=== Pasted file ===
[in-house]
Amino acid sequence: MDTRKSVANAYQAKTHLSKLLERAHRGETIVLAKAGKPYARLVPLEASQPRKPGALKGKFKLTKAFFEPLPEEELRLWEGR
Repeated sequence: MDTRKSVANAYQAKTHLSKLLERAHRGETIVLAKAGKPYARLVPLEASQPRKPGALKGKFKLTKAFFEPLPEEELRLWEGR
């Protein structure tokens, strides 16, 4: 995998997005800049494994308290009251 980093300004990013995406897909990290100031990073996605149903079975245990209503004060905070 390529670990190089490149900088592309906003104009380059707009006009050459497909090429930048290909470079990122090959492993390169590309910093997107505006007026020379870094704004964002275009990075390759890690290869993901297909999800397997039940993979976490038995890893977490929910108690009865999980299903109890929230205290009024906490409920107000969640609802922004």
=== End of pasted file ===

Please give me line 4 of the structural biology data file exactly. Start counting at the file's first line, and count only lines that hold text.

């Protein structure tokens, strides 16, 4: 995998997005800049494994308290009251 980093300004990013995406897909990290100031990073996605149903079975245990209503004060905070 390529670990190089490149900088592309906003104009380059707009006009050459497909090429930048290909470079990122090959492993390169590309910093997107505006007026020379870094704004964002275009990075390759890690290869993901297909999800397997039940993979976490038995890893977490929910108690009865999980299903109890929230205290009024906490409920107000969640609802922004």